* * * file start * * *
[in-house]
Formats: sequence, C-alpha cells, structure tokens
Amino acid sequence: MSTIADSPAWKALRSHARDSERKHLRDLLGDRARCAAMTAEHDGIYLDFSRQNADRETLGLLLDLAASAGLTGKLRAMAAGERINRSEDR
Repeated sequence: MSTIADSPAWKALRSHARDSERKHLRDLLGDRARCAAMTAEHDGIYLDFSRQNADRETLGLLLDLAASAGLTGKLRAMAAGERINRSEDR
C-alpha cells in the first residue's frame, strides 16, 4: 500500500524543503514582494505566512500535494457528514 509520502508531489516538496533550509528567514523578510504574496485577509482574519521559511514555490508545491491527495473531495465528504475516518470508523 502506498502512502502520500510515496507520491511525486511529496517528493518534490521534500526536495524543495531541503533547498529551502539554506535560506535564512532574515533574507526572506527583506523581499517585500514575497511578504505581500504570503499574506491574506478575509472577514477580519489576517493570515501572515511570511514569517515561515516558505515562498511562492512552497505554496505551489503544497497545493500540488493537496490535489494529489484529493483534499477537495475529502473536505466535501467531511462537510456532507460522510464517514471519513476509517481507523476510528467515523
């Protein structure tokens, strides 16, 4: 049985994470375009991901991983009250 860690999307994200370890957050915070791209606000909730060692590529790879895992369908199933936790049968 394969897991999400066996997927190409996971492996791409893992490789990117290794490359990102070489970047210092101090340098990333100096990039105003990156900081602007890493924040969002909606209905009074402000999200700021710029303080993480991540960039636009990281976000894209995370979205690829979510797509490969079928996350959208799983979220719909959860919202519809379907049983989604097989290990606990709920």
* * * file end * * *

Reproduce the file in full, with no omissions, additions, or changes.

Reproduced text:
[in-house]
Formats: sequence, C-alpha cells, structure tokens
Amino acid sequence: MSTIADSPAWKALRSHARDSERKHLRDLLGDRARCAAMTAEHDGIYLDFSRQNADRETLGLLLDLAASAGLTGKLRAMAAGERINRSEDR
Repeated sequence: MSTIADSPAWKALRSHARDSERKHLRDLLGDRARCAAMTAEHDGIYLDFSRQNADRETLGLLLDLAASAGLTGKLRAMAAGERINRSEDR
C-alpha cells in the first residue's frame, strides 16, 4: 500500500524543503514582494505566512500535494457528514 509520502508531489516538496533550509528567514523578510504574496485577509482574519521559511514555490508545491491527495473531495465528504475516518470508523 502506498502512502502520500510515496507520491511525486511529496517528493518534490521534500526536495524543495531541503533547498529551502539554506535560506535564512532574515533574507526572506527583506523581499517585500514575497511578504505581500504570503499574506491574506478575509472577514477580519489576517493570515501572515511570511514569517515561515516558505515562498511562492512552497505554496505551489503544497497545493500540488493537496490535489494529489484529493483534499477537495475529502473536505466535501467531511462537510456532507460522510464517514471519513476509517481507523476510528467515523
């Protein structure tokens, strides 16, 4: 049985994470375009991901991983009250 860690999307994200370890957050915070791209606000909730060692590529790879895992369908199933936790049968 394969897991999400066996997927190409996971492996791409893992490789990117290794490359990102070489970047210092101090340098990333100096990039105003990156900081602007890493924040969002909606209905009074402000999200700021710029303080993480991540960039636009990281976000894209995370979205690829979510797509490969079928996350959208799983979220719909959860919202519809379907049983989604097989290990606990709920």